To assess whether reduced Pabpn1 levels also affect myofiber contractile properties a quantitative immunohistology procedure of four MyHC isotypes was applied and MFI was statistically analysed (Fig 5A and S6 Fig). Paired analyses were carried out in the three mice with lowest Pabpn1 levels. Distribution plots of MyHC MFI in myofibers suggested a decrease in MyHC-2b but an increase in MyHC-2x in all three mice (Fig 5B and S7 Fig). A change in MyHC MFI between shPab and Scram muscles was then assessed with cumulative distributions revealing a significant decrease in MyHC-2b and an increase in MyHC-2x in shPab muscles (Fig 5C). Quantitative analysis of MyHC-2a MFI revealed a small but significant increase in shPab muscles compared with Scram muscles (Fig 5C). MyHC-1 levels remained unchanged (Fig 5C). Moreover, with this procedure we noted that in most myofibers at least two MyHC isotypes co-expressed (Fig 5B). We then assessed whether Pabpn1 levels affect MyHC co-expression. In control muscles we found strong negative correlations between MyHC-2b and all other MyHC isotypes. However, in shPab muscles correlations were significantly weaker (Fig 5D and S1 Table). In contrast, positive correlations between MyHC-2x and MyHC-2a or MyHC-1 were found in control muscles, but a weaker correlation was found in shPab muscles (Fig 5D and S1 Table). This suggests that reduced MyHC-2b expression in shPab muscles is associated with an increase in MyHC-2x and/or MyHC-2a co-expression. Together these data suggest that reduced Pabpn1 levels induce transitions in myofiber-types from fast to slower-twitch myofibers. In contrast to the effect on protein levels of MyHC isoforms, reduced Pabpn1 levels did not affect mRNA expression of MyHC genes (S8 Fig).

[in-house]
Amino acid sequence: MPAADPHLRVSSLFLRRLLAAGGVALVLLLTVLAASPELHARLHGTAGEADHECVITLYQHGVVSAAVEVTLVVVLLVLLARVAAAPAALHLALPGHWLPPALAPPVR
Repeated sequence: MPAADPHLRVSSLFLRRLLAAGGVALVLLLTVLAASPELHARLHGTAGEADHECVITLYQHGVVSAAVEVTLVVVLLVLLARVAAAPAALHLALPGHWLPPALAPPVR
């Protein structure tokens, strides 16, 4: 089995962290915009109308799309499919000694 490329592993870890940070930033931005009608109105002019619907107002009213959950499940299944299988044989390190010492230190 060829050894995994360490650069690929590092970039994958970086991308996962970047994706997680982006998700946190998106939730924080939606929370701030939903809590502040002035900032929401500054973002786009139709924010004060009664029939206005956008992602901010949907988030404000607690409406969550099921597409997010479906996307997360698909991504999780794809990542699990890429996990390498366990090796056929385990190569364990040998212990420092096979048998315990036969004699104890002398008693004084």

Fig 5. Papbn1-DR causes muscle fiber-type transition.

A. Merged images of muscle cross sections stained with antibodies to four MyHC (type -2b in green; -2x in yellow; -2a in red; and type-1 in blue) isotypes and to laminin. Scale bar is 100 μm. B. MFI distribution plots show the distribution of each MyHC isotype MFI per myofiber in Scram or shPab muscles. Distribution plots were made from N >3000 myofibers. Myofibers were sorted by MyHC-2b (high to low) and MyHC-2x (low to high). C. Plots show cumulative distribution of MFIs of MyHC isotypes per myofiber between Scram and shPab muscles. D. Changes in Spearman correlation indices between two MyHC isotypes in shPab muscles as compared with the Scram muscles. Statistical significance was assessed by a paired Student’s t-test from N = 3 mice and paired muscles per mouse are connected with a line. The differences in MFI distribution between scram and shPab muscle were statistically evaluated using Kruskal-Wallis test. P-value <0.05 was considered statistically significant and indicated by an asterisk. E-F. Epox treatment affects MyHC expression in shPAB cultures. 7304.1 human cultures were fused for three days and subsequently were incubated with Epox. MyHC-2b expression was determined with immunofluorescence, and stained cultures were imaged and MFI was quantified in segmented cytoplasmic regions (E). Bar chart (F) shows MFI quantification, means and standard errors of the means are from 3760 ± 1870 myotubes. The fold change between mock and Epox treatments is indicated above the bars.